ruthRUTH OZEKI’S new novel A Tale for the Time Being has just been long-listed for the Man Booker Prize. It’s a book that explores, amongst other things, time and our place in it.

The story begins with a woman finding the diary of a 16 year-old Japanese girl in a ‘Hello Kitty’ lunchbox washed up on the beach of an island off Bristish Columbia. The girl confides to her diary, in purple ink under red covers, that she’s being bullied at school, she’s worried about her father (who’s unemployed and has attempted to kill himself ), that she loves her grandmother, a 104 year-old Buddhist nun, and that she, the girl, Nao, is also planning to kill herself.

Every book searches for its perfect reader. Nao’s diary has found one in the Canadian beachcomber, who, it turns out, is a novelist, coincidentally called Ruth, also, like Ruth Ozeki, married to a man called Oliver; a woman looking for a story to follow, who begins searching out clues as to the girl’s identity, stumbling upon the possibility that she, and all her family, might have died in the 2011 Tsunami.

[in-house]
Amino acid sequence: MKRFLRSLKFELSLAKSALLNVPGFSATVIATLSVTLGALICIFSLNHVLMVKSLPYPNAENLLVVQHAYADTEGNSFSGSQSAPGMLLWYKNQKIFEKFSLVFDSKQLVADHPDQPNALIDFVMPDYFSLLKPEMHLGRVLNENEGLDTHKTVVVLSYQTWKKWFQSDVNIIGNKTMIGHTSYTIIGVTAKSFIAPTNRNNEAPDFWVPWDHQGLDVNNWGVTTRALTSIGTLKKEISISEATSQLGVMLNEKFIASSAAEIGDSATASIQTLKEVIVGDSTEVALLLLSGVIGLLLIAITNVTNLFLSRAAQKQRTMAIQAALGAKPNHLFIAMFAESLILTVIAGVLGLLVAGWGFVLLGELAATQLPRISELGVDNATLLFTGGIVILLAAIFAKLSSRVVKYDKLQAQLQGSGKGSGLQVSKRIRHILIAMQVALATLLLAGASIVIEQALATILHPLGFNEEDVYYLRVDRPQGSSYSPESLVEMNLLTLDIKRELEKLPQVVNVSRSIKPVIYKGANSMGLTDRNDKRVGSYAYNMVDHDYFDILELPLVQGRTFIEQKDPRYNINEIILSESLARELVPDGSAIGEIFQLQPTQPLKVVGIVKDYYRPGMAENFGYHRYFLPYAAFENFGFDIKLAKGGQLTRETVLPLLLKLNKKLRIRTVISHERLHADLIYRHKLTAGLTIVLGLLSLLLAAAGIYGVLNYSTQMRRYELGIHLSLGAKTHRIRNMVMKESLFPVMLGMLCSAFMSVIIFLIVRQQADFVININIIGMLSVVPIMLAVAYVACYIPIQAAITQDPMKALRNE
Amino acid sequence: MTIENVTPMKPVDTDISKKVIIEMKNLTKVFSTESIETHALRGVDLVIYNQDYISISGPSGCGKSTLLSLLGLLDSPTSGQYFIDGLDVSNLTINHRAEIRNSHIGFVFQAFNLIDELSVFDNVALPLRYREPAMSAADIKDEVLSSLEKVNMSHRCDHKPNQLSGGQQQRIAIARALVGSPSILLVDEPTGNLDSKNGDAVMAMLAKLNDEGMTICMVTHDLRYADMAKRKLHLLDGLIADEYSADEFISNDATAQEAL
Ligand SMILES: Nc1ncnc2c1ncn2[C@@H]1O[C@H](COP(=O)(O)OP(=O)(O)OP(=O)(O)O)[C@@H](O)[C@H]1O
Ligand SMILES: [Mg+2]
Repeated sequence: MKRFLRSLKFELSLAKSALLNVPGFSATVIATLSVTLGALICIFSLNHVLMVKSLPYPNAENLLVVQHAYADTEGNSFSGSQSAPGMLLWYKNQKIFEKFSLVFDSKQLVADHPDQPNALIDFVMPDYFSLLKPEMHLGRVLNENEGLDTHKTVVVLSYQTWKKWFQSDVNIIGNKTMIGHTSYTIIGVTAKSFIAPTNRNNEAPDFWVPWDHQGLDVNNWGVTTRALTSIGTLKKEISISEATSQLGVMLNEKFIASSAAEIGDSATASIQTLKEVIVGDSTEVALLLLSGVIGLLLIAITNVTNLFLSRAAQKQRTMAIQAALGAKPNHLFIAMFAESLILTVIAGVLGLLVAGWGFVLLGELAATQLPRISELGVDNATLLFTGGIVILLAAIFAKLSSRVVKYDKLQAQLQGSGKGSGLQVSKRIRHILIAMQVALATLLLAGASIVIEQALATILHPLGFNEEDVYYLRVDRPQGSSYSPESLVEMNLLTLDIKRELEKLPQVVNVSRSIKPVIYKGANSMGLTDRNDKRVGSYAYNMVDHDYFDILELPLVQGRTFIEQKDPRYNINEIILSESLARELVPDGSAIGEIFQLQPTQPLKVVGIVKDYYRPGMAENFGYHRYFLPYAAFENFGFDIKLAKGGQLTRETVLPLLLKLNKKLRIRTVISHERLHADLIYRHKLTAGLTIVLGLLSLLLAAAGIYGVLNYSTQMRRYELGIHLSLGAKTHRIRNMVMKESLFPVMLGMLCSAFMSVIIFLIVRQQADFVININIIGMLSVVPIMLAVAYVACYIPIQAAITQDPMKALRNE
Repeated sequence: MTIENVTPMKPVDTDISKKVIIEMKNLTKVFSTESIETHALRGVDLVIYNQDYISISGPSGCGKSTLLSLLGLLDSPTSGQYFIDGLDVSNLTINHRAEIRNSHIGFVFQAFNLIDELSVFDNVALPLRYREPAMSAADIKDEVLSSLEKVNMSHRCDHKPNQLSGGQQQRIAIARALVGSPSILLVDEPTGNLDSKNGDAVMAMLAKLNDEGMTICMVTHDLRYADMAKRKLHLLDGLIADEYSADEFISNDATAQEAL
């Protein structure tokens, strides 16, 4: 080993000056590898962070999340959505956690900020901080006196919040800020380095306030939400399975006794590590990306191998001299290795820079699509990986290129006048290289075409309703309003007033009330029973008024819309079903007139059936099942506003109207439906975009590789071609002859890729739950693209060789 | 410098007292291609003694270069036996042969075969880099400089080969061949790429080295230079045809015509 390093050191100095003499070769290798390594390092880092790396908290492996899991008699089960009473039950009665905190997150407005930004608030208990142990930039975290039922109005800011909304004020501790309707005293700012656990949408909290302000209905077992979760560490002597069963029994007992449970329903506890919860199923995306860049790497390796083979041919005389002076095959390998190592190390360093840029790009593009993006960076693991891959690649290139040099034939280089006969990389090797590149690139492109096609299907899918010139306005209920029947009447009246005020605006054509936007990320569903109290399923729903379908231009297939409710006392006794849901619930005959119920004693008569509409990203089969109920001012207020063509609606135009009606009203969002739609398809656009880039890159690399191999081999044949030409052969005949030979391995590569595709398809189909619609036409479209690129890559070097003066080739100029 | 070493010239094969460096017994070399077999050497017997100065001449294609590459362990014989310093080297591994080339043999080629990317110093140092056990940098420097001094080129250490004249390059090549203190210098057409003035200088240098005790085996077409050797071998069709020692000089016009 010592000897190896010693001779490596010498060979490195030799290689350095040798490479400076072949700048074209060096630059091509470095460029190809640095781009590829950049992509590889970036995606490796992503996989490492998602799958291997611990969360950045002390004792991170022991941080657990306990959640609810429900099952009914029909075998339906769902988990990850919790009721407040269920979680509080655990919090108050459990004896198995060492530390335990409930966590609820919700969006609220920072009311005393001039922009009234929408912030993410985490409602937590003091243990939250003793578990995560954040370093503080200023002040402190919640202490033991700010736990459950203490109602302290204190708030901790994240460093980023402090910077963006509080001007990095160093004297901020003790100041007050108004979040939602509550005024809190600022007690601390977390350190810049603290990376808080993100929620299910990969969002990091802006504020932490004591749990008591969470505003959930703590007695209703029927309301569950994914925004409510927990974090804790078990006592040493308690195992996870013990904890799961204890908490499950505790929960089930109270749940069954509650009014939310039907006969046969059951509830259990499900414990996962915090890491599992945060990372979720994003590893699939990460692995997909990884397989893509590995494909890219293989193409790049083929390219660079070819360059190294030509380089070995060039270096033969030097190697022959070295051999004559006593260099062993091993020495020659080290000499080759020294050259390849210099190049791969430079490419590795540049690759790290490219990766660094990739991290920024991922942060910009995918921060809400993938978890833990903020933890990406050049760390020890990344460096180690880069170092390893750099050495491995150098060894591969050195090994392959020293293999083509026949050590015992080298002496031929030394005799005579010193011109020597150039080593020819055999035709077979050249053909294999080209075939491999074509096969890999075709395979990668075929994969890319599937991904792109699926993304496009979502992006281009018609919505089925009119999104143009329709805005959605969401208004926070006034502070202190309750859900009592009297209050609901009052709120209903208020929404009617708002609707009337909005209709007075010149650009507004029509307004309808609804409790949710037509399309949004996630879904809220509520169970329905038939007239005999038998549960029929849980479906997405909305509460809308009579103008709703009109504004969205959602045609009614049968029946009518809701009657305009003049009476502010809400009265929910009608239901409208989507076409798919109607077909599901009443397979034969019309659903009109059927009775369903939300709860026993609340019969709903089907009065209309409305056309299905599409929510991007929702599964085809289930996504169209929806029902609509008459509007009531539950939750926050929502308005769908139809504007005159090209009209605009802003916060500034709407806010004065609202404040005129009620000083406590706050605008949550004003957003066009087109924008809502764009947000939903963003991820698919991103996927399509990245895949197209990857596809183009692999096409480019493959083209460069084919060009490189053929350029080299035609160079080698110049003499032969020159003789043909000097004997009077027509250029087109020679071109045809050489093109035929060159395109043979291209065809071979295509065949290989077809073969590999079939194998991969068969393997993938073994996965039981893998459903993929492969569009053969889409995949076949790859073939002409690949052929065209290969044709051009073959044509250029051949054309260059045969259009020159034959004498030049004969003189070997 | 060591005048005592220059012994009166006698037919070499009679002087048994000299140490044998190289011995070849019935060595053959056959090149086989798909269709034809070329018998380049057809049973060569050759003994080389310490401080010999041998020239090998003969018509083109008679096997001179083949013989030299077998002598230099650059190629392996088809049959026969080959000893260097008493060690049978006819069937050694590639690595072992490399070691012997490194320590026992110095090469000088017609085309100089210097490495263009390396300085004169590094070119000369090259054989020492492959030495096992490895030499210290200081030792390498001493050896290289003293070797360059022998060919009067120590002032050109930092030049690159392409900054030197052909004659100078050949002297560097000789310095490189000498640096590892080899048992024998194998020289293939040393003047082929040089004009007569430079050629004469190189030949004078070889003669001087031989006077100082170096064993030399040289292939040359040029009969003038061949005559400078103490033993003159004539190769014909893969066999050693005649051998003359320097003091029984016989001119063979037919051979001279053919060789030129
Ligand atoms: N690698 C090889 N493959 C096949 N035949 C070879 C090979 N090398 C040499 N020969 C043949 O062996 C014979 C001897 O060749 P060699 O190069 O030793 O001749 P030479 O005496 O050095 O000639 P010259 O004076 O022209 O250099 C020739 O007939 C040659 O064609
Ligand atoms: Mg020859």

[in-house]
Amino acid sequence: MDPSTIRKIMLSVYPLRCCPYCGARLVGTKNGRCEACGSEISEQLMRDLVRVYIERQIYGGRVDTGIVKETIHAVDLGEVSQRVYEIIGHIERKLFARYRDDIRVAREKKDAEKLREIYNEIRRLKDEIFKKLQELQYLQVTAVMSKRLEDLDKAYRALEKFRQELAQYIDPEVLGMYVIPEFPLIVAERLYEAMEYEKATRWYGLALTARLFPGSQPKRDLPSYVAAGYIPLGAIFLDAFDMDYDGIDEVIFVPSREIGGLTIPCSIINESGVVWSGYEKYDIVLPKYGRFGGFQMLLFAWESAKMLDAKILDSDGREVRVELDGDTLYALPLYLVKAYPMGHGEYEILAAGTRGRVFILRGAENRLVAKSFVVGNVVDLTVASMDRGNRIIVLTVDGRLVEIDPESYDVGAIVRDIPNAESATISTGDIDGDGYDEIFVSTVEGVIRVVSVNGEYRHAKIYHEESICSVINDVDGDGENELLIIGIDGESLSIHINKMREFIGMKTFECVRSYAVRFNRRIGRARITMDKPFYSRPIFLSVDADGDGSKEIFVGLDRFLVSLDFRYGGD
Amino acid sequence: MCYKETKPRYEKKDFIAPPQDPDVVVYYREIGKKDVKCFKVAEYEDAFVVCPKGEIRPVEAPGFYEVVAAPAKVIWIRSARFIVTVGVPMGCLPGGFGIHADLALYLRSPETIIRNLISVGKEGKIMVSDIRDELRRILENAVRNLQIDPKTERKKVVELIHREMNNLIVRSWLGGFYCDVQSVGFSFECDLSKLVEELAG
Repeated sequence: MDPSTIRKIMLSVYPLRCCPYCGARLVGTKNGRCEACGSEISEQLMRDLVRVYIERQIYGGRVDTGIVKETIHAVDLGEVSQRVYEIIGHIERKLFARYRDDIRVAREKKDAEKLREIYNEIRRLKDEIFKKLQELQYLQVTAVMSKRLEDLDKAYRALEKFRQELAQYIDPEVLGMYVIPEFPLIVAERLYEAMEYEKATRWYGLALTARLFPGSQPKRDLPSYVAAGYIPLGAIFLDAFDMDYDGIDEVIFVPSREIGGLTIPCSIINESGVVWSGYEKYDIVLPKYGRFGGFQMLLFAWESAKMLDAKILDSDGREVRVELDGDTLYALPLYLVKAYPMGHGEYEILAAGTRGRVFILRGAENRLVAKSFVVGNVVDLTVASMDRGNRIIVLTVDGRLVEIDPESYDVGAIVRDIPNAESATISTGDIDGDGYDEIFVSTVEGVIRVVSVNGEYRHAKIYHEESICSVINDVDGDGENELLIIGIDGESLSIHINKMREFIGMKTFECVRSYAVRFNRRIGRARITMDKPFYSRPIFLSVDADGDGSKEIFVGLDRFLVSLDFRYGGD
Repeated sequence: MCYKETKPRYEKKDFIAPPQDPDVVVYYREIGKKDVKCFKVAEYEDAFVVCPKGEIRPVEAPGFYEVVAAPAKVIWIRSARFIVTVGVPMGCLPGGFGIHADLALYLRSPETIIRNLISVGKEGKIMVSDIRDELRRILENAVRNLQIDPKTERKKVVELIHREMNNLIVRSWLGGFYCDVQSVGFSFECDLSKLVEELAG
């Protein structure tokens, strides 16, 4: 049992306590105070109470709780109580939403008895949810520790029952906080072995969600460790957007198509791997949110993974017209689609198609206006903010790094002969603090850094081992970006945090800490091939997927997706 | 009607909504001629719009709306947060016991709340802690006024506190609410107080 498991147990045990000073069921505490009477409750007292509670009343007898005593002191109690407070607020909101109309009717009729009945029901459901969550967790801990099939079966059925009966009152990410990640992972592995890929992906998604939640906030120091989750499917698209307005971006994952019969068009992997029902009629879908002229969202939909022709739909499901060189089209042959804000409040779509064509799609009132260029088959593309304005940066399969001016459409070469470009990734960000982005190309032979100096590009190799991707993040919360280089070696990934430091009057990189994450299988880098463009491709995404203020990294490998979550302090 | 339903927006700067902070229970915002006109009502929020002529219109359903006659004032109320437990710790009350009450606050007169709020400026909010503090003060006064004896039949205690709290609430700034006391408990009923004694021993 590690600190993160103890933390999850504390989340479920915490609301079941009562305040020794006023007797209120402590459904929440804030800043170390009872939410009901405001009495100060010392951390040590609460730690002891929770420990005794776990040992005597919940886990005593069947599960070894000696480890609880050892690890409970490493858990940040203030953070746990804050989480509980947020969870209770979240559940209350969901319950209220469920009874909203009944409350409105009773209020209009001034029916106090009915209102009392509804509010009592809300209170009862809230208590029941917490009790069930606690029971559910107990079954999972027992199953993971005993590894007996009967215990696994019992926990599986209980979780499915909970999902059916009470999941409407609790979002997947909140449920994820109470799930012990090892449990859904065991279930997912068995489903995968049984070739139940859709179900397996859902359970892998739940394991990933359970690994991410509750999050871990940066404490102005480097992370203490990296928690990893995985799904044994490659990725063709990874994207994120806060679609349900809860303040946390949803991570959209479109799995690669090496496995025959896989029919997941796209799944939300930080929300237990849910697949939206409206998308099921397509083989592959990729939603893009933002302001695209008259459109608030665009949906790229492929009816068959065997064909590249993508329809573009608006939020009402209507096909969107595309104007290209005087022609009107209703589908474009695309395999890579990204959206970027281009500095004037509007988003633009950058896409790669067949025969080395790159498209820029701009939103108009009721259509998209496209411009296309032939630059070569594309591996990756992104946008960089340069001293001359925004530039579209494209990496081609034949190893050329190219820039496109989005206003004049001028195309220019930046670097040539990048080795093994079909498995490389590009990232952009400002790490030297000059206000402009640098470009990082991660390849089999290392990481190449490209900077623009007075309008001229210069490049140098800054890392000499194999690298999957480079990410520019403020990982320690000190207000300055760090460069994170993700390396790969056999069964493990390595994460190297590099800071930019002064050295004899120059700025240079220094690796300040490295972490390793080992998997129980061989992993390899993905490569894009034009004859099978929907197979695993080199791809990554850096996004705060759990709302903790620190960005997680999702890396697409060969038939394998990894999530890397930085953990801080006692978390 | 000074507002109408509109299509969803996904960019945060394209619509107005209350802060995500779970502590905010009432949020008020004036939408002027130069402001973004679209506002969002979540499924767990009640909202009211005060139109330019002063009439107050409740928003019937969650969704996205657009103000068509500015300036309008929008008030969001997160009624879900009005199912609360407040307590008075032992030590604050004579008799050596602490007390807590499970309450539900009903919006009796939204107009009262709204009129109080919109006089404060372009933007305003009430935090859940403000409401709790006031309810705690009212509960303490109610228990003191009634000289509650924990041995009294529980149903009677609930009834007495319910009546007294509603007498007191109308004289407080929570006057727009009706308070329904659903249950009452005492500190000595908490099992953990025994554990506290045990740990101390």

A Tale for the Time Being is Ms Ozeki’s fourth novel. She is Canadian-American, born from a Japanese mother. She’s had a chequered career as, amongst other professions, a bar hostess in the entertainment area of Tokyo, a language teacher and an award-winning filmmaker. Three years ago she was ordained as a Buddhist priest.

Outspoken is exceptionally pleased to continue its association with Brisbane Writers Festival by bringing Ruth Ozeki to Maleny for a conversation with local author Steven Lang.

Maleny Community Centre, Wednesday September 4th 6.00 for 6.30pm, tickets $15 and $10 for students, available from Maleny Bookshop, 5494 3666.